I'm really sorry this is happening to you, donovan.
posted by interrobang at 8:17 PM on November 16, 2004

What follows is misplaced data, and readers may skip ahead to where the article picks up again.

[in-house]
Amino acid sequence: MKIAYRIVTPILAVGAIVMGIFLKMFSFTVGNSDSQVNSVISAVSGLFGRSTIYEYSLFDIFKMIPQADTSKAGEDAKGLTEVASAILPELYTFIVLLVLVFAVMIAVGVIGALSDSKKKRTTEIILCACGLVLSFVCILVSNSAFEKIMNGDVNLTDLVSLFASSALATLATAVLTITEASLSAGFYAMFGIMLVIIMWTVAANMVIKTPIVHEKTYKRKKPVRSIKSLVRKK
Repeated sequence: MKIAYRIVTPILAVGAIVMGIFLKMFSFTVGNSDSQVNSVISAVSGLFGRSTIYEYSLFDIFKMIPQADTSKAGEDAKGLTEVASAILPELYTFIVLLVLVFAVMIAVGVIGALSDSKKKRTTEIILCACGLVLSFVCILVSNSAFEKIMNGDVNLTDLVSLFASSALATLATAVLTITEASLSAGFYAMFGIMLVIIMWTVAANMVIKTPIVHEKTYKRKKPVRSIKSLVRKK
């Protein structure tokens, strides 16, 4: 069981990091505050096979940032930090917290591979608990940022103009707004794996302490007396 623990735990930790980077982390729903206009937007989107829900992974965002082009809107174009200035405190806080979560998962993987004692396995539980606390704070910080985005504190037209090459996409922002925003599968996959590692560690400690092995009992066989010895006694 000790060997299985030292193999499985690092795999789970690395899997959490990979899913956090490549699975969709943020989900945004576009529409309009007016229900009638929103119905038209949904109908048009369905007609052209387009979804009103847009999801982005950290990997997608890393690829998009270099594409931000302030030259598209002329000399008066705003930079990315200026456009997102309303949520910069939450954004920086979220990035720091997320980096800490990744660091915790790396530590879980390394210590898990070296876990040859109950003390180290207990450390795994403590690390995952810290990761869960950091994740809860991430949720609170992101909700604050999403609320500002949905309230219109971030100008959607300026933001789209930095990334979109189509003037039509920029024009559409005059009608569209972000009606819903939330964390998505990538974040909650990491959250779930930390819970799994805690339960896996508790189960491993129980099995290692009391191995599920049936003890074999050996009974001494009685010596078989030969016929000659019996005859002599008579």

I'm so sorry you have to deal with this. I'm going to disagree a bit and say that cats may be inscrutable, but when it's time, you'll know, I have never had a pet of any species who was so inscrutable that I didn't know when it was time. I wouldn't necessarily take her to the vet to get the vet's opinion on when you should let her go, the vet does not know your cat the way you know your cat, and most good vets will tell you that, and when you're dealing with a relatively short amount of time left, I feel that as little as possible of it should be spent stressed out at the vet's. That said, here are my personal guidelines for quality of life: complete loss of appetite for more than a couple of days and nothing will tempt the cat to eat (beef broth, cooked chicken, meat baby food, the crappiest, richest cat food you can find (i.e. Sheba, which is crap, but is like chocolate cake to most cats - it has long been my emergency backup food for anorexic cats) of a flavour your cat likes), including placing some food in the cat's mouth (sometimes not eating for a day makes a cat feel oogy, and if you get some food into them they feel better and start eating again), a loss of interest in daily life (no interest in cuddles, or sitting on the windowsill, etc.), loss of interest in using the litterbox, marked withdrawal (many sick cats will go through phases of withdrawal, many will withdraw a bit permanently, but when the cat more or less disappears, it's time), finally, when there are more bad days than good. Purring is not always a sign of happiness, it's also sometimes a sign of pain or stress, but you will be able to read your cat better than you think, really you will, trust yourself. And do not forget that it's always better to let them go too soon, than too late, you are much more likely to regret the latter than the former. I'm so sorry, I really feel for you, I lost the best cat in the world a couple of years ago. It helped me to keep a journal while dealing with this, it might help you too. Hugs.